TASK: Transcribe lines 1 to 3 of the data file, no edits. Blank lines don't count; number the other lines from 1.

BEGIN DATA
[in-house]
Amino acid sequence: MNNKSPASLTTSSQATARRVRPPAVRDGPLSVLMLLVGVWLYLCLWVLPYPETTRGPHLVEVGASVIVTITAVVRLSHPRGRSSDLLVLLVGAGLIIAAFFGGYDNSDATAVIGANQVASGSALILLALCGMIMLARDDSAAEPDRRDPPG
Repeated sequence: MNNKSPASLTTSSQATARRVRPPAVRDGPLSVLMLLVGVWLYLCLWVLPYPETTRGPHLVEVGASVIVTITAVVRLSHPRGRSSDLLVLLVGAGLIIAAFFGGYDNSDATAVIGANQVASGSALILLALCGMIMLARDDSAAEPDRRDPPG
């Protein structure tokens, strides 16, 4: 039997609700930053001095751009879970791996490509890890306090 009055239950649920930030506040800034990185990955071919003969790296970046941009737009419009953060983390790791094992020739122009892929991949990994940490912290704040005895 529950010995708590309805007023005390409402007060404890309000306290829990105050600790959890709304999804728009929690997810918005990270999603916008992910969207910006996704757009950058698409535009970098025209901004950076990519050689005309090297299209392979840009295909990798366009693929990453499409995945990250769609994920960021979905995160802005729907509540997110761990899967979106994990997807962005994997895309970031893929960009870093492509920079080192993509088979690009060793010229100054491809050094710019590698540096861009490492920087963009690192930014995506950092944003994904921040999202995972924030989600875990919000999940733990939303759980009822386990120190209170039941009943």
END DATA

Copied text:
[in-house]
Amino acid sequence: MNNKSPASLTTSSQATARRVRPPAVRDGPLSVLMLLVGVWLYLCLWVLPYPETTRGPHLVEVGASVIVTITAVVRLSHPRGRSSDLLVLLVGAGLIIAAFFGGYDNSDATAVIGANQVASGSALILLALCGMIMLARDDSAAEPDRRDPPG
Repeated sequence: MNNKSPASLTTSSQATARRVRPPAVRDGPLSVLMLLVGVWLYLCLWVLPYPETTRGPHLVEVGASVIVTITAVVRLSHPRGRSSDLLVLLVGAGLIIAAFFGGYDNSDATAVIGANQVASGSALILLALCGMIMLARDDSAAEPDRRDPPG